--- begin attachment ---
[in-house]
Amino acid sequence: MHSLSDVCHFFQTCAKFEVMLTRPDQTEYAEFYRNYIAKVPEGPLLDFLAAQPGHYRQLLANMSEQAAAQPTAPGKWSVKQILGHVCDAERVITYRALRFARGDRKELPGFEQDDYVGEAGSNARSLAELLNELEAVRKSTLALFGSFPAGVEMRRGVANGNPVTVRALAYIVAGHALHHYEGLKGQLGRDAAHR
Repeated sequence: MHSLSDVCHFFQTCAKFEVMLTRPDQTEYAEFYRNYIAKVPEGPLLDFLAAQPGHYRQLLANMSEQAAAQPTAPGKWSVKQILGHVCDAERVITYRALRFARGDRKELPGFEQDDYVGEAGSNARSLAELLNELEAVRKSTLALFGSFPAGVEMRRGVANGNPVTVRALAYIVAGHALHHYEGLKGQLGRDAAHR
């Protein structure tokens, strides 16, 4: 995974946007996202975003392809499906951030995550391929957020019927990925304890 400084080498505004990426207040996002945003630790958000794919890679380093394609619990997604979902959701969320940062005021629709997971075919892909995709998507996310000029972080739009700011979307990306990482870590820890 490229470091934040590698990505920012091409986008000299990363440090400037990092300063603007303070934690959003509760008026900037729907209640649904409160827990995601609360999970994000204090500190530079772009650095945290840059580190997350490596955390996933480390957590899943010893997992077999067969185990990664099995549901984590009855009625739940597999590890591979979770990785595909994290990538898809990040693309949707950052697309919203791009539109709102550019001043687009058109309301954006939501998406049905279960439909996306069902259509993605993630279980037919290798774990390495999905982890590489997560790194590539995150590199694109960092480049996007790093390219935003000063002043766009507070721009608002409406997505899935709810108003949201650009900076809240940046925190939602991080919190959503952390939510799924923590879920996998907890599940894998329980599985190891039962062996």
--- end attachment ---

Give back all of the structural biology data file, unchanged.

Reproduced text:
[in-house]
Amino acid sequence: MHSLSDVCHFFQTCAKFEVMLTRPDQTEYAEFYRNYIAKVPEGPLLDFLAAQPGHYRQLLANMSEQAAAQPTAPGKWSVKQILGHVCDAERVITYRALRFARGDRKELPGFEQDDYVGEAGSNARSLAELLNELEAVRKSTLALFGSFPAGVEMRRGVANGNPVTVRALAYIVAGHALHHYEGLKGQLGRDAAHR
Repeated sequence: MHSLSDVCHFFQTCAKFEVMLTRPDQTEYAEFYRNYIAKVPEGPLLDFLAAQPGHYRQLLANMSEQAAAQPTAPGKWSVKQILGHVCDAERVITYRALRFARGDRKELPGFEQDDYVGEAGSNARSLAELLNELEAVRKSTLALFGSFPAGVEMRRGVANGNPVTVRALAYIVAGHALHHYEGLKGQLGRDAAHR
């Protein structure tokens, strides 16, 4: 995974946007996202975003392809499906951030995550391929957020019927990925304890 400084080498505004990426207040996002945003630790958000794919890679380093394609619990997604979902959701969320940062005021629709997971075919892909995709998507996310000029972080739009700011979307990306990482870590820890 490229470091934040590698990505920012091409986008000299990363440090400037990092300063603007303070934690959003509760008026900037729907209640649904409160827990995601609360999970994000204090500190530079772009650095945290840059580190997350490596955390996933480390957590899943010893997992077999067969185990990664099995549901984590009855009625739940597999590890591979979770990785595909994290990538898809990040693309949707950052697309919203791009539109709102550019001043687009058109309301954006939501998406049905279960439909996306069902259509993605993630279980037919290798774990390495999905982890590489997560790194590539995150590199694109960092480049996007790093390219935003000063002043766009507070721009608002409406997505899935709810108003949201650009900076809240940046925190939602991080919190959503952390939510799924923590879920996998907890599940894998329980599985190891039962062996």